The idea of home economics is unfamiliar to today’s students. For years, it was a staple of the curriculum in nearly every school. It went far beyond housekeeping.
Students learned how to can food and make preserves, how to sew, how to host a guest and how to maintain clothing. These skills became significant during the Great Depression and on into the 1940s. Knowing how to run a household efficiently, help save money and perhaps even sell small homemade goods was meaningful work.
The coursework was first offered in 1898 and called Domestic Science, and it was required of all female students, even those majoring in another topic. Initially, the focus was dressmaking and sewing and included the study of cloth, seams, hems, patches, drafting patterns, constructing dresses, embroidery, millinery (hat making) and interior design. In 1909, cooking was added.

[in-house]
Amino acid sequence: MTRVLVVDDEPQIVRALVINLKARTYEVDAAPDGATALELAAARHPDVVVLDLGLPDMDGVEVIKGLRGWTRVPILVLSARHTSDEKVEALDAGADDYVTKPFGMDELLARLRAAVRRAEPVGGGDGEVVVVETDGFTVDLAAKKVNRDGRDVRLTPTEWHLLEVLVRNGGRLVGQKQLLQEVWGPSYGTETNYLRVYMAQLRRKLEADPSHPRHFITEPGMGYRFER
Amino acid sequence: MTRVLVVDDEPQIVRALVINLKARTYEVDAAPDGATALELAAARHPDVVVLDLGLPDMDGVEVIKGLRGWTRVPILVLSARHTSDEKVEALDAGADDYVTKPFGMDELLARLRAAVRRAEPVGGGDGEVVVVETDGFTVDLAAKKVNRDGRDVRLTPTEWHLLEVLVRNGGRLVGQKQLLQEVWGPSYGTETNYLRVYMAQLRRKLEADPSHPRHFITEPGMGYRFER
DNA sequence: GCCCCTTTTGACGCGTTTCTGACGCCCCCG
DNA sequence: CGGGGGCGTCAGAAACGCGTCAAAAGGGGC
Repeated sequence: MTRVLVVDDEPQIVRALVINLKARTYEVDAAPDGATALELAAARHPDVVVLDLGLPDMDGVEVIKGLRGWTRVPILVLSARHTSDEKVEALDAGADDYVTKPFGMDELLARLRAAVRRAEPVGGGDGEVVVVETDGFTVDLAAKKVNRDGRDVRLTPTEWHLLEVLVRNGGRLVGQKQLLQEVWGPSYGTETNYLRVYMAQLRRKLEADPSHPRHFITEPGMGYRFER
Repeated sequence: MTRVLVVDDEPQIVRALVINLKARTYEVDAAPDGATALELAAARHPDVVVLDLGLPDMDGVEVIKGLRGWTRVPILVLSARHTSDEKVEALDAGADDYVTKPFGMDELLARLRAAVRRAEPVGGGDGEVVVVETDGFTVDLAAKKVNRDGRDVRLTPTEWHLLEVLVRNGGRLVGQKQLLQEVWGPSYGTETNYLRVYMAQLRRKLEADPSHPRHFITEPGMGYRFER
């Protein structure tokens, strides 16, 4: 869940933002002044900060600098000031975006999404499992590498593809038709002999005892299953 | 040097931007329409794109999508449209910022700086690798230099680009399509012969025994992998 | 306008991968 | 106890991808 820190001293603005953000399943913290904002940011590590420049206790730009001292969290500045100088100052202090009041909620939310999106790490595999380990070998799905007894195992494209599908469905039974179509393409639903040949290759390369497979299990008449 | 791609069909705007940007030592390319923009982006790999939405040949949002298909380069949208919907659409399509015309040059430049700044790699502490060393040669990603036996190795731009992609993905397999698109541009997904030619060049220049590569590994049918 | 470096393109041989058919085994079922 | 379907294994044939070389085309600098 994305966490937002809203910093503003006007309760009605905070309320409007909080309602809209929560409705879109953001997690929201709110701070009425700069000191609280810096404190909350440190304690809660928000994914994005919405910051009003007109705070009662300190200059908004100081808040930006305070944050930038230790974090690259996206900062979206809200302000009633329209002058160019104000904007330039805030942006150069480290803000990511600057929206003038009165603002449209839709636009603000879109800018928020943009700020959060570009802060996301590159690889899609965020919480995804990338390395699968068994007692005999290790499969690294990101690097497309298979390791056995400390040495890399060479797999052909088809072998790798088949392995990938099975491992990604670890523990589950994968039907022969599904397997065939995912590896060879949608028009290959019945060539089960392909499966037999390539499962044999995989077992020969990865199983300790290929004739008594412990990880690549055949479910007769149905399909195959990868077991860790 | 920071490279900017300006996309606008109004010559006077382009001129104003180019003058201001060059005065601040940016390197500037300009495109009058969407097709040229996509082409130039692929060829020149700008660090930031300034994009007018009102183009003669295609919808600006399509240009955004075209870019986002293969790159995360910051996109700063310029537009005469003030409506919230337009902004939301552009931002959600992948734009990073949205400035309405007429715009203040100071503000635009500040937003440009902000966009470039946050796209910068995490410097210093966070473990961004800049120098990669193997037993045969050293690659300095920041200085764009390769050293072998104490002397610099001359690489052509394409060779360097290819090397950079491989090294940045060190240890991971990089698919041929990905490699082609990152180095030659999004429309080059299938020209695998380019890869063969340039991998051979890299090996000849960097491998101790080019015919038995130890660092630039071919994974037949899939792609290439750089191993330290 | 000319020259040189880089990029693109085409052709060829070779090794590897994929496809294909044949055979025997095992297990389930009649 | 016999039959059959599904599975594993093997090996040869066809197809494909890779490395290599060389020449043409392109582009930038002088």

Students were taught the science of proteins, starch, carbohydrates and digestion, in addition to ventilation, drainage, plumbing and waitressing standards. These women were able to find careers, and in some cases bring in a second income for their families. The class of 1900 was the first to include female graduates.
This article first appeared in Impressions, 2015